The Strata option on Inscriber’s Inca AutoCG allows CBC/Radio-Canada to create multiple channel effects on a single channel.
CBC/Radio-Canada, Canada's national public broadcaster, invested in 20 SD and two HD Inscriber Inca AutoCG graphic playout systems for all network and regional branding.
CBC Television, the company's English television network, transmits its broadcast from the Network Control Center (NCC) in the Toronto Broadcast Center. To accommodate time zones and local program variation from coast to coast, 19 program channels are currently used, with plans to deploy two HD channels.
As a national broadcaster, CBC required an efficient, powerful and flexible graphics solution to address its varied branding needs. It needed to trigger different branding elements such as crawls, bugs and animations on different areas on the screen for different regions of the country. Previously, the broadcaster was not able to integrate the level of branding it wanted with its current infrastructure. The broadcaster wanted more sophisticated graphics that did not have to be manually loaded, a tedious and error-prone process. CBC needed a solution that provided the graphics capabilities, coordination and playout for template-intensive programming such as news, sports broadcasts or other live events.
The Inca AutoCG system offers the broadcaster a central graphics playout system that provides the combined functionality of a still store, CG and clip player. The rich SD or HD output of the systems can operate under control of industry-standard automation systems or MOS-enabled environments.
Each of the broadcaster's 19 channels must have its own unique branding elements inserted by the automation. Each channel has a single-channel system controlled by the NCC automation system. To simultaneously display multiple elements such as a logo, a rating key, a weather alert or an animated tab showing upcoming events, the CG has two control ports, each controlled as a separate device from the automation.
To achieve sophisticated branding, the broadcaster chose the Strata layering functionality option of the graphics system. This allows the creation of multiple channel effects on a single channel. By using the layering functionality, two separate instances of the graphics application are running, each receiving its control input from the automation and rendering to the same physical output channel and mixing its graphics elements to the program video.
Several types of graphics elements are used. There are static and animated logos that are rarely updated, and elements that change daily. These include animated tabs with messages such as “coming up next … .” Last-minute items such as crawls are also handled by this system and can be delivered to air via automation or manually.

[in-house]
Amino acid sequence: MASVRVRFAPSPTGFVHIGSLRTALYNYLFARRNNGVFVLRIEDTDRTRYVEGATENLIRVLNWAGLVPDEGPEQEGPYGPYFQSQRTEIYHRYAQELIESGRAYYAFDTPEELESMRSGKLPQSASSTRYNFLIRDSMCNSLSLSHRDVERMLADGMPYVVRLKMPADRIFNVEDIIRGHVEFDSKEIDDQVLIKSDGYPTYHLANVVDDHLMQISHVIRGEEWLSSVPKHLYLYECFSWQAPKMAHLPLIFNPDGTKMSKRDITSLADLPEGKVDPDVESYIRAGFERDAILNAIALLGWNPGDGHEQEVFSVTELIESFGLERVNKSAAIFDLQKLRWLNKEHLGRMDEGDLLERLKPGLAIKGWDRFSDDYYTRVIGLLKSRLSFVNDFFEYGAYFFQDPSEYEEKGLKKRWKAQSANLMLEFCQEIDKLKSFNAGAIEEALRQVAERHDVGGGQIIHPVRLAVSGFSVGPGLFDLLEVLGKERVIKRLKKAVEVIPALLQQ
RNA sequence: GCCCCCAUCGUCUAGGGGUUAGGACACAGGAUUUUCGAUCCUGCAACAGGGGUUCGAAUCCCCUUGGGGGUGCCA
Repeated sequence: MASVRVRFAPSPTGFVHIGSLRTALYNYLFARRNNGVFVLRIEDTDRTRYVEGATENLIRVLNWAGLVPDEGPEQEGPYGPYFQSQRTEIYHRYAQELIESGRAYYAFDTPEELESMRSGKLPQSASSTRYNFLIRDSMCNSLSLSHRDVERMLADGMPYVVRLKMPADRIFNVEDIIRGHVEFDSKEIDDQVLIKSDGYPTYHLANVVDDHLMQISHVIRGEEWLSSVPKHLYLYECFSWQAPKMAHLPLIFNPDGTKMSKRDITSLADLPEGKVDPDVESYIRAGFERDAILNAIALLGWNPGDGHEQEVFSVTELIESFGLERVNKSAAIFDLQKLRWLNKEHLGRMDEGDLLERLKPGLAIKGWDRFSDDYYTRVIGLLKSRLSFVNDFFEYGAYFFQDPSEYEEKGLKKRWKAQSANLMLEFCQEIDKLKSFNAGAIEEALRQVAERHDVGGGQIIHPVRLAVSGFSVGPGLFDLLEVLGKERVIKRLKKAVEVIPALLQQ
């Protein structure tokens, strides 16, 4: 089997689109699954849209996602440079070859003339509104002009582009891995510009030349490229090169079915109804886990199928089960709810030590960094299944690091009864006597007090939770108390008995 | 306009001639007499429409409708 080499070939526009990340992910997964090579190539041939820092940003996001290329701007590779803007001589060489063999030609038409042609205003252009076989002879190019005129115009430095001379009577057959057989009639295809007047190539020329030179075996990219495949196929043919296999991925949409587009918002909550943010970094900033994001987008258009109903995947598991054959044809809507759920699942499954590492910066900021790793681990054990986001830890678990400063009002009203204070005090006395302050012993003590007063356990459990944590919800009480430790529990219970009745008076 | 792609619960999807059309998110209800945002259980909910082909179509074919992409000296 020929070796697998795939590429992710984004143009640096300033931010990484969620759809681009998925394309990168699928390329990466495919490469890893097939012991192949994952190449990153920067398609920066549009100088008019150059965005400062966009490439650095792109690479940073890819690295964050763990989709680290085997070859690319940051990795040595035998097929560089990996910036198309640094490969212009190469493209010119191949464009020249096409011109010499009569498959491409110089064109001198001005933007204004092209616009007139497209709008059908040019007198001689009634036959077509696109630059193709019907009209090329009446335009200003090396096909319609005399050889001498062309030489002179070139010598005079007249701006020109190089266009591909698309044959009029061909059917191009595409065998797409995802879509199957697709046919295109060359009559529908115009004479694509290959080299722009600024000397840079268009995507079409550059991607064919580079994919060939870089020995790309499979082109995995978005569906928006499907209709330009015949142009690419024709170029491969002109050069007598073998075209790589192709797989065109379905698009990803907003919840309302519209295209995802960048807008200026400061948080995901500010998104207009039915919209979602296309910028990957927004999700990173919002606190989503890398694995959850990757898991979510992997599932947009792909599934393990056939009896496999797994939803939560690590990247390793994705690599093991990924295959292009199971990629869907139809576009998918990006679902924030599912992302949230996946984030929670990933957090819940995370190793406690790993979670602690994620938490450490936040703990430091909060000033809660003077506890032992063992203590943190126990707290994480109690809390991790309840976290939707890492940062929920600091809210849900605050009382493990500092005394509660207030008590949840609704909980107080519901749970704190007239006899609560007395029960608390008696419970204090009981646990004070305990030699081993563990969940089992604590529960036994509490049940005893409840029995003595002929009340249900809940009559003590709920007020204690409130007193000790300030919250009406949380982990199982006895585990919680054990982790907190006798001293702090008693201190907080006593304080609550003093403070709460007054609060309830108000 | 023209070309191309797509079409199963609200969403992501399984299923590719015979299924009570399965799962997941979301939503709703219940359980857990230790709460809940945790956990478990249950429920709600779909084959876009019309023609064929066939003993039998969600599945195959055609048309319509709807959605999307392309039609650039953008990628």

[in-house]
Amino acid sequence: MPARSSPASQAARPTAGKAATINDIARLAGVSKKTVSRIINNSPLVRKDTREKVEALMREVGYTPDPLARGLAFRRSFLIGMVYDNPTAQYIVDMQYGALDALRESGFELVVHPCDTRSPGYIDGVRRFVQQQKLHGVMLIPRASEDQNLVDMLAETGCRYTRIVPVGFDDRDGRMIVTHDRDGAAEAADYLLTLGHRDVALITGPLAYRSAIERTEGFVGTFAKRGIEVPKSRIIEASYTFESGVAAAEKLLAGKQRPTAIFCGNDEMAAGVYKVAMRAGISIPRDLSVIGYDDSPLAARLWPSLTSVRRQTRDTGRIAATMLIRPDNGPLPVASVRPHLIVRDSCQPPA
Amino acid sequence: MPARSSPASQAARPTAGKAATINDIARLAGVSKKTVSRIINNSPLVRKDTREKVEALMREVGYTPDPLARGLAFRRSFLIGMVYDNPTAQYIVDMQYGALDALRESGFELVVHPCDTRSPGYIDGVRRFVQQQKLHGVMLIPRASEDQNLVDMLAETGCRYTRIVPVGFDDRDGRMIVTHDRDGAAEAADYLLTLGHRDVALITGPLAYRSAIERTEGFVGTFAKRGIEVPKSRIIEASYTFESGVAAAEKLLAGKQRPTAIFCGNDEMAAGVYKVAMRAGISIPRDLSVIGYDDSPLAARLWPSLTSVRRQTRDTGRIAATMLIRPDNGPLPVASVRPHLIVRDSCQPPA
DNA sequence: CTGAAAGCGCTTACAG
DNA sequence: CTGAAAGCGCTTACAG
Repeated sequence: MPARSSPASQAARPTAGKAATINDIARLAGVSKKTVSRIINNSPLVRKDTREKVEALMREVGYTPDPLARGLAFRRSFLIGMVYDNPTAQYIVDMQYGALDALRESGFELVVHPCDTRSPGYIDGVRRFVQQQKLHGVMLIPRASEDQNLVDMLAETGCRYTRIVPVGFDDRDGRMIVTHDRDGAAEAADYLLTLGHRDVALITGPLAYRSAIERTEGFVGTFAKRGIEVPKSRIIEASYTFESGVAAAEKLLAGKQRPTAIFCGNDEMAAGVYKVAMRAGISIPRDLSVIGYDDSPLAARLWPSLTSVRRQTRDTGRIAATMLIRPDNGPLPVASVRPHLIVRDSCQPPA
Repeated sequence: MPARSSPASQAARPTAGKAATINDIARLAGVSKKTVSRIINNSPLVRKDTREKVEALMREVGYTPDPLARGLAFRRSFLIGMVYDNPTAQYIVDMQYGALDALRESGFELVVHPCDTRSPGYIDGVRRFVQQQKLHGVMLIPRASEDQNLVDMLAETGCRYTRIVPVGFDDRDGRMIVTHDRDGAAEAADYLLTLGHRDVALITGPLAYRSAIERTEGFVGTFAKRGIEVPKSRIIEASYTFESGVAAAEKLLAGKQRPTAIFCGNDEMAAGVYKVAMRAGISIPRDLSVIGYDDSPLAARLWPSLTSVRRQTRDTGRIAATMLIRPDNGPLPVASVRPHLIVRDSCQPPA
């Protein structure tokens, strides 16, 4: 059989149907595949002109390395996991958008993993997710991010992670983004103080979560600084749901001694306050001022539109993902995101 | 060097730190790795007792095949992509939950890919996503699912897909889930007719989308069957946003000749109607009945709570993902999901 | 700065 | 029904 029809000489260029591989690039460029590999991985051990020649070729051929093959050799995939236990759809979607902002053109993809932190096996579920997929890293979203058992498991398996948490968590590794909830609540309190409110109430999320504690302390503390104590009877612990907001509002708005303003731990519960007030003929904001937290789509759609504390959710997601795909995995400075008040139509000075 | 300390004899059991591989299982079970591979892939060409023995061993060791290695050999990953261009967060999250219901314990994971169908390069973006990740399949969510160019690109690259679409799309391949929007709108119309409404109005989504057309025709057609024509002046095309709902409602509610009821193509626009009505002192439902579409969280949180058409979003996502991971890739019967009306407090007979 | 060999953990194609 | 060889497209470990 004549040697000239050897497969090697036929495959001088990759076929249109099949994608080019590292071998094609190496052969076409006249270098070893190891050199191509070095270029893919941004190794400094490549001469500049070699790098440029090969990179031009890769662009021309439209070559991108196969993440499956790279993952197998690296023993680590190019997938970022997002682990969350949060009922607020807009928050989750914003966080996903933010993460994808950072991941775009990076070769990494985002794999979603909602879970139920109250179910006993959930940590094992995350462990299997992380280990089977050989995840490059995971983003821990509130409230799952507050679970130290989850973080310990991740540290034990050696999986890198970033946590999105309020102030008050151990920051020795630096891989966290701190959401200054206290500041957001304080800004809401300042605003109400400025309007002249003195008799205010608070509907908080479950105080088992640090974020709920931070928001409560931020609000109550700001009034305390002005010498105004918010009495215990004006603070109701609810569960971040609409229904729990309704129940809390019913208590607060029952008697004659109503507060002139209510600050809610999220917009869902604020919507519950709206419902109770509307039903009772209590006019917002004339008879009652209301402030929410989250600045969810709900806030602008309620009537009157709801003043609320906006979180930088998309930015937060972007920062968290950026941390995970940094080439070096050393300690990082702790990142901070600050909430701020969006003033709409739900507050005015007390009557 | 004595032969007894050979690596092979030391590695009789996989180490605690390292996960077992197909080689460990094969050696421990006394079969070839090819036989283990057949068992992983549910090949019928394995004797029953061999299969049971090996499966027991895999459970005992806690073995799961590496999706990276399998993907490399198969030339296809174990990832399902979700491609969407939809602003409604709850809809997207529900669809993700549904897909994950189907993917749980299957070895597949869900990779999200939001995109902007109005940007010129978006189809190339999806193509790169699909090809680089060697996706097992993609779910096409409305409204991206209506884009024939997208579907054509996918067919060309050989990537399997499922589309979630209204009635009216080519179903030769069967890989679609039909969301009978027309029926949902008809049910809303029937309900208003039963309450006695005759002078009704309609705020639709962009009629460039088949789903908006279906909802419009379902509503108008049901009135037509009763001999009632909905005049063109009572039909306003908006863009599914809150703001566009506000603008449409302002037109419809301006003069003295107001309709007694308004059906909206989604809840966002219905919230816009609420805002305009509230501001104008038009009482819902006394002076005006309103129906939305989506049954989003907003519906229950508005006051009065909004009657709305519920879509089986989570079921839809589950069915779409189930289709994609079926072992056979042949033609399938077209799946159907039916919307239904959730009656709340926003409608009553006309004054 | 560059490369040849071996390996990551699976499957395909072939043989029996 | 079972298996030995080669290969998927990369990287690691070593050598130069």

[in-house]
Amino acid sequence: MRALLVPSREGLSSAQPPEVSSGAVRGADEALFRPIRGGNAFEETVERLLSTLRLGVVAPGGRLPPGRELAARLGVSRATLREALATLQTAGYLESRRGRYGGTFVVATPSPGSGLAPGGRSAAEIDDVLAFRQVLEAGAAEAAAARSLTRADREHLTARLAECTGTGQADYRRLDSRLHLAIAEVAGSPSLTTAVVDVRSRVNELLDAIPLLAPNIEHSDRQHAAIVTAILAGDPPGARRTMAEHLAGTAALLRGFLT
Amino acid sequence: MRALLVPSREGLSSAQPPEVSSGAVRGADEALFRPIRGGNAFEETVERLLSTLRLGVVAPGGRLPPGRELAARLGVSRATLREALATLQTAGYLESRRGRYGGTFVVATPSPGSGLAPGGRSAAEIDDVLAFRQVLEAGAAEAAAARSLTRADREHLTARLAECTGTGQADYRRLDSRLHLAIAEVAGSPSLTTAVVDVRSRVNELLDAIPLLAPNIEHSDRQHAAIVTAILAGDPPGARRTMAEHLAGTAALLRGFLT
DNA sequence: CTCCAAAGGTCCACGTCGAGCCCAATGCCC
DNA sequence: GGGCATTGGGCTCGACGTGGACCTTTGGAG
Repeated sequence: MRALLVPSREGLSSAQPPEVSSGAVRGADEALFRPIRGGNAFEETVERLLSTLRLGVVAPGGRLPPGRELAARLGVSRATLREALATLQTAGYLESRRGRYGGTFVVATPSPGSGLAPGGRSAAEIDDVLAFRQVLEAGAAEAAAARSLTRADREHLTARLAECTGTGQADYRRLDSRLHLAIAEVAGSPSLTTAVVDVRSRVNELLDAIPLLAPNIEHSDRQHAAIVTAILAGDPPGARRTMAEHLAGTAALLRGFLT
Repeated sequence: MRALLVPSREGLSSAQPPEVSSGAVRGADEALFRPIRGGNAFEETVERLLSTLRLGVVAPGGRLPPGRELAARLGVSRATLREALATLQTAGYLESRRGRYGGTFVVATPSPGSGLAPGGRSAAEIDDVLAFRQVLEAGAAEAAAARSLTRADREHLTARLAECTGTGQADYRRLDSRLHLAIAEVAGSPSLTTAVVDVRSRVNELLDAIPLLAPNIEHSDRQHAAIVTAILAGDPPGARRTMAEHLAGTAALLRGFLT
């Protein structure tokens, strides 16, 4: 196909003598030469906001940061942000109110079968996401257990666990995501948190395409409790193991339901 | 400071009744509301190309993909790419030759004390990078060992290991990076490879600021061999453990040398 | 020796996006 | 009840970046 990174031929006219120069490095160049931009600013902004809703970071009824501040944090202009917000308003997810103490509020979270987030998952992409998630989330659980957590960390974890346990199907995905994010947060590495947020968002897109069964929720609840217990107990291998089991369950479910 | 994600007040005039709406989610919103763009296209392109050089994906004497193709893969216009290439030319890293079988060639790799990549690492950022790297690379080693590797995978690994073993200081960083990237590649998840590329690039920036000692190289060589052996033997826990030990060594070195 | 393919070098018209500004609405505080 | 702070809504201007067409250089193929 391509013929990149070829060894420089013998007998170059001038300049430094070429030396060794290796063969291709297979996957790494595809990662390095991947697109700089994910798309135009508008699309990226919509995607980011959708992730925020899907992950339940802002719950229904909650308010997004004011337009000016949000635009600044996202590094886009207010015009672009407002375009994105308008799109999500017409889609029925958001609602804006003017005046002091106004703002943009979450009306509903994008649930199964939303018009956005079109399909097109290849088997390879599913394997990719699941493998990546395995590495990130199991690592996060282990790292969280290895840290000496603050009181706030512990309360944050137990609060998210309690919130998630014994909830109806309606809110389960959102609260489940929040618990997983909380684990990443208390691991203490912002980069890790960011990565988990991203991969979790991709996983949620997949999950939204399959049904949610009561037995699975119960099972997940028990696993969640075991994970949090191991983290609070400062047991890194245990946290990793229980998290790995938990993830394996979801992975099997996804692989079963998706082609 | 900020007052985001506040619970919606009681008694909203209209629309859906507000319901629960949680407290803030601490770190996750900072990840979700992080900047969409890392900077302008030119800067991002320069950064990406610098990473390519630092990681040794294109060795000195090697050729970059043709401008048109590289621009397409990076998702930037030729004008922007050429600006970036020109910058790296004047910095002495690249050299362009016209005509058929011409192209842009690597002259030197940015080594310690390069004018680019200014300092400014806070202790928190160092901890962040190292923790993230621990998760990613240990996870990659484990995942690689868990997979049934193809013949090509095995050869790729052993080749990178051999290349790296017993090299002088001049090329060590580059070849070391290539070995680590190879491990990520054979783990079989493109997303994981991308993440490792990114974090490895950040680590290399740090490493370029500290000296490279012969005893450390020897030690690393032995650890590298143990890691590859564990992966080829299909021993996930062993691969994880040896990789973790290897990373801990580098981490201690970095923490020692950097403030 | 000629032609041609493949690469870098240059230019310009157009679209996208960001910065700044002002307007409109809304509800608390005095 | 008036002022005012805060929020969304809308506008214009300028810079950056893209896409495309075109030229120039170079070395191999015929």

The broadcaster's workflow involves daily tabs created by a department responsible for on-air scheduling. These tabs are loaded into two server PCs in the branding delivery system via FTP. One of these PCs updates all of the branding machines with the latest changes on a continuous basis, while the second machine is continuously synchronized to the first and acts as a standby in case the first PC fails.
Both PCs double as CG workstations by using Inscriber Inca Studio offline. Any of the NCC operators can log into one of these machines via a KVM matrix to make last-minute changes, create crawls or verify the material.
The broadcaster had to overcome several challenges during the installation of the system in order to integrate into the live on-air national network without interrupting normal operation. Before it could proceed with the installation, all the branding material had to be prepared and tested. Even though the system is transparent for most of the normal NCC operation, it was important that all operators were trained and became familiar with the new system.
Although extensive testing took place prior to installation with an off-line automation, configuration adjustments had to be made to work flawlessly with the busy on-air automation. CBC Television initially installed one machine into one of the channels and resolved its issues there before proceeding with the remaining channels.
The broadcaster recently implemented two HD channels as part of the NCC network delivery. These channels went on-air in late February. Two AutoCG machines were integrated into the branding delivery system to deliver the branding elements in HD format seamlessly to those channels.
Manfred Weitzmann is a senior systems designer with CBC Technology, Broadcast Engineering Toronto.